Professional carersNannies & Professional Babysitters
More in demand than ever

Despite these times of tight family finances, nanny and babysitter agencies are seeing an increase in demand for their services rather than an expected decrease.

The agencies are also seeing a shift towards career nannies over girls filing in time or nannying while looking for more permanent careers.

The New National Quality Framework aims to increase the quality of care by requiring more qualified staff in child care services, hopefully leading to better paid and happier staff and lower staff turnover, although ultimately parents will pay the cost of this to a certain extent. 

According to TAFE NSW Children's Services Department there are approximately 105,500 childcare workers in Australia today, 17,400 child care teachers as well as 11,000 child care centre managers and child carers are one of the top five occupations expectedto provide the largest number of new jobs

Child care workers have a low rate of full time employment – which makes this occupation ideal for those looking for family friendly part time work.

TAFE Sydney Institute's Early Childhood Education and Care head teacher Keryn Henderson-Wilson says they have seen a marked increase in applications for the Certificate III qualification which leads to work as Child Care Assistants, Unqualified Child Care Workers, Family Day Care Workers and Nannies.

Applicants are from a number of categories, including school leavers looking for further qualifications to become a child care industry worker; people already working in the industry who are looking to get qualifications for the new regulations and to increase their prospects for promotion and also more mature applicants who have decided to pursue a career in child care after having children or simply wanting to make a lifestyle/career change.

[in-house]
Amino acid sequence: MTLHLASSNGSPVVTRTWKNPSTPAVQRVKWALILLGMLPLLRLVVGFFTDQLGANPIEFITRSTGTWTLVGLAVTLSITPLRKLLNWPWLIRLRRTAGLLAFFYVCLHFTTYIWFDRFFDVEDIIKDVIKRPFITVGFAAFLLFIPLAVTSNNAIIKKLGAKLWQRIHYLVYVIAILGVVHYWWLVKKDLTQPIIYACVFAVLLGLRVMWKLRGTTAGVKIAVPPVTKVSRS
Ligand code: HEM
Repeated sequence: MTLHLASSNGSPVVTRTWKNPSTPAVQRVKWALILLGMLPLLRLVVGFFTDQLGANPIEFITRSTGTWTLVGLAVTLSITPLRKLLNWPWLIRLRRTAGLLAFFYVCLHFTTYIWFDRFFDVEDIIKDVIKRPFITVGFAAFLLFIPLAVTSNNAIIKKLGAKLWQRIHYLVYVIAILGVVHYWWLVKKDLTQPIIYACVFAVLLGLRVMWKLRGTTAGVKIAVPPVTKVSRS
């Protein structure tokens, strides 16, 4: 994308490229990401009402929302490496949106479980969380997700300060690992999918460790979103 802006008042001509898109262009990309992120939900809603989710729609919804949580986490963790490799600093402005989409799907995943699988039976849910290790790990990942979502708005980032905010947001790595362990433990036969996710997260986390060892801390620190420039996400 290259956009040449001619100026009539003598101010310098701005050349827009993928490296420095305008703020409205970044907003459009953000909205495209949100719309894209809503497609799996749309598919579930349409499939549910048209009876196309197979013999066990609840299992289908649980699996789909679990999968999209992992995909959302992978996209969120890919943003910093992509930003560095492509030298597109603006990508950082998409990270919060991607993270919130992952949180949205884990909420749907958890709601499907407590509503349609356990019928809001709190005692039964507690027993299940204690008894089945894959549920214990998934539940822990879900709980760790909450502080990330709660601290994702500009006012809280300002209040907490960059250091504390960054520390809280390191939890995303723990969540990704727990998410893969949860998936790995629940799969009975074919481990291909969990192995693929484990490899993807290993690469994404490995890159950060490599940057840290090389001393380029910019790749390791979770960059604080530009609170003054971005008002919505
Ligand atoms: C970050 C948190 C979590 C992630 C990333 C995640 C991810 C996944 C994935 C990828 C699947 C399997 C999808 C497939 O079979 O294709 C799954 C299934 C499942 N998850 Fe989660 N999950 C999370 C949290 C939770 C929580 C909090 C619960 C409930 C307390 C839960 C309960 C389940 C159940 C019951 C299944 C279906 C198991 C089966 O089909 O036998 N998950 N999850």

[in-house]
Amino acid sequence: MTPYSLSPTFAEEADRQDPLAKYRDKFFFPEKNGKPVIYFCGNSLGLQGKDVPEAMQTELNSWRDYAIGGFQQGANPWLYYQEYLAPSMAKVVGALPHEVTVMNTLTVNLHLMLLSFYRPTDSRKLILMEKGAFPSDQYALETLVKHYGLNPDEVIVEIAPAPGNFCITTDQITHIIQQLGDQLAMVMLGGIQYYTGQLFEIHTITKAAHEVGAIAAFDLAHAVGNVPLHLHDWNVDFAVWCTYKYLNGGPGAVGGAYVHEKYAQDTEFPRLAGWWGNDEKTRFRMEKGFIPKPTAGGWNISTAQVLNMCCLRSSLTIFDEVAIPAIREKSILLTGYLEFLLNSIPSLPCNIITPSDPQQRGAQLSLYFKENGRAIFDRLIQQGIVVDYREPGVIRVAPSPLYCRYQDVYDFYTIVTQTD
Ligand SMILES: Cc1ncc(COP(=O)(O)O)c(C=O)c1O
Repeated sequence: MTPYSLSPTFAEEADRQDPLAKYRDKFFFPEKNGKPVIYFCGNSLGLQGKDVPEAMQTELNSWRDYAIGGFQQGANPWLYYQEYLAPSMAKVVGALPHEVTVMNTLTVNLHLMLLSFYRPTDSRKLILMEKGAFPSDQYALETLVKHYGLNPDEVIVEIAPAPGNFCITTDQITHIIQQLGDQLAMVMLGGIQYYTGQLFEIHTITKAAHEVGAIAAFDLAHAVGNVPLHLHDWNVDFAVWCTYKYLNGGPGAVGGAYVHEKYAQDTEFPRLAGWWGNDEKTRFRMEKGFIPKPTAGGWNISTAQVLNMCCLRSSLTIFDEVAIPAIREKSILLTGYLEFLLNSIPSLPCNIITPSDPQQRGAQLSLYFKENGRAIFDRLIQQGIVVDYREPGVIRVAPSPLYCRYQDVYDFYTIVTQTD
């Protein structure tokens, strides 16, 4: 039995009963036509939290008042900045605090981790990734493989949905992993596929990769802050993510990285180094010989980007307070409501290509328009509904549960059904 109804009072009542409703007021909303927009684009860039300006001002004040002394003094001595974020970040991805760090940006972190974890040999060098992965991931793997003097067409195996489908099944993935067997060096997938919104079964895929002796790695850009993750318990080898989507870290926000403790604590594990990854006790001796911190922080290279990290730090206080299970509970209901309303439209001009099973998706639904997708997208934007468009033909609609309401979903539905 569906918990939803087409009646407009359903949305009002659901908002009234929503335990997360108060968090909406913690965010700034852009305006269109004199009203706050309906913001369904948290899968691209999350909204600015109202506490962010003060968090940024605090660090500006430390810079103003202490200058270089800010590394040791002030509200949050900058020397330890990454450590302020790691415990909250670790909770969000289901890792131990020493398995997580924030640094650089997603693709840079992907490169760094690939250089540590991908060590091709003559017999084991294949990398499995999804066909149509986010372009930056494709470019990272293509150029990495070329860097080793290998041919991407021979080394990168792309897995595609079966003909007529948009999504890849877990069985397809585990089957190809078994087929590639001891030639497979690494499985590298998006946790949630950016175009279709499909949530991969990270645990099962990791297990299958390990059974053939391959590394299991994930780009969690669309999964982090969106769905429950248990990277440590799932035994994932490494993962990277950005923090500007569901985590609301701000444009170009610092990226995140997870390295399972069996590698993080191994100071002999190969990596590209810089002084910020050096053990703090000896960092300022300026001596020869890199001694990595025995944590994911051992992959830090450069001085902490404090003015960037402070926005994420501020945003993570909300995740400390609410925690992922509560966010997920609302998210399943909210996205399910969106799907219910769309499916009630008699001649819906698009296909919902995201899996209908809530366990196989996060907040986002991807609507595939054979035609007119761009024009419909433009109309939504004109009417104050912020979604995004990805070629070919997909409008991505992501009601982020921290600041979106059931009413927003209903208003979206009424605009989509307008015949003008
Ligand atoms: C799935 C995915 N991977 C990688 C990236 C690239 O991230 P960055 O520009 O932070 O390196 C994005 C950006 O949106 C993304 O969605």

Annemarie Sansom from Australian Nanny Agency, Night Nannies, says she has seen both a marked increase in the number of parents registering with her for nannies, and also a massive influx of nanny applications over the last six months.

"Generally to me increased nanny applications is a sign of fewer jobs and more competition in the Child Care Industry, but it could also be a case of fewer jobs elsewhere, which encourages women to career change. Nannying and babysitting is also a good job for women wanting part time work in order juggle their own family commitments".

Annemarie says that most of her candidates are in their mid-twenties and already have a minimum of a Certificate 3 children's services with First Aid and are looking to either continue their studies or attend intensive skill based workshops to keep up to date with their knowledge.

"We have had an increase in applicants over the last 6 months I believe due to the current economy, says Sansom, "although I would have thought we would have had fewer Parents looking for Nannies. It has actually been the opposite for us. We have had more families looking for part time Nannies because they have not been happy with their current child care arrangements or fees have increased".

With the National Quality Framework, Career Changers due to the economic downturn and job loss due to a predicted recession, and the option of flexible working for child care workers and the need of working parents for more flexible child care arrangements, we are bound to see more women turning to career nannying. Let's just hope the government recognizes this and gives nannies "approved" child care status.;

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